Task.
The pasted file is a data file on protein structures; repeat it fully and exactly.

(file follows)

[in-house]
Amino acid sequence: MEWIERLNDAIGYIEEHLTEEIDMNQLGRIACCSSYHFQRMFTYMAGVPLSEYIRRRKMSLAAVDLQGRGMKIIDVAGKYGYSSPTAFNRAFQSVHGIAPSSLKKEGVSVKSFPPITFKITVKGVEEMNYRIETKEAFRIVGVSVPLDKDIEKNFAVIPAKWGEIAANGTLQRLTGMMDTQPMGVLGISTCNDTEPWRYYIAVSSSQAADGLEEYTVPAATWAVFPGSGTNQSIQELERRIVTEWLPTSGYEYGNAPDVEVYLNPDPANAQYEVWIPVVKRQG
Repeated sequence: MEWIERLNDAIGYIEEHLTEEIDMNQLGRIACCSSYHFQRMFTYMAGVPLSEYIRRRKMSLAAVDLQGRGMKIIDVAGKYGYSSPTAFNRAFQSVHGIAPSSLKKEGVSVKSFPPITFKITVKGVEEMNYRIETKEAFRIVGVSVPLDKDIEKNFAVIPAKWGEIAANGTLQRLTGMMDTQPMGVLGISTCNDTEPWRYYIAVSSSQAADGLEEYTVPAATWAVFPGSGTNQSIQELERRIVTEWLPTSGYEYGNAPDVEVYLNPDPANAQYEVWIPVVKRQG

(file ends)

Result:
[in-house]
Amino acid sequence: MEWIERLNDAIGYIEEHLTEEIDMNQLGRIACCSSYHFQRMFTYMAGVPLSEYIRRRKMSLAAVDLQGRGMKIIDVAGKYGYSSPTAFNRAFQSVHGIAPSSLKKEGVSVKSFPPITFKITVKGVEEMNYRIETKEAFRIVGVSVPLDKDIEKNFAVIPAKWGEIAANGTLQRLTGMMDTQPMGVLGISTCNDTEPWRYYIAVSSSQAADGLEEYTVPAATWAVFPGSGTNQSIQELERRIVTEWLPTSGYEYGNAPDVEVYLNPDPANAQYEVWIPVVKRQG
Repeated sequence: MEWIERLNDAIGYIEEHLTEEIDMNQLGRIACCSSYHFQRMFTYMAGVPLSEYIRRRKMSLAAVDLQGRGMKIIDVAGKYGYSSPTAFNRAFQSVHGIAPSSLKKEGVSVKSFPPITFKITVKGVEEMNYRIETKEAFRIVGVSVPLDKDIEKNFAVIPAKWGEIAANGTLQRLTGMMDTQPMGVLGISTCNDTEPWRYYIAVSSSQAADGLEEYTVPAATWAVFPGSGTNQSIQELERRIVTEWLPTSGYEYGNAPDVEVYLNPDPANAQYEVWIPVVKRQG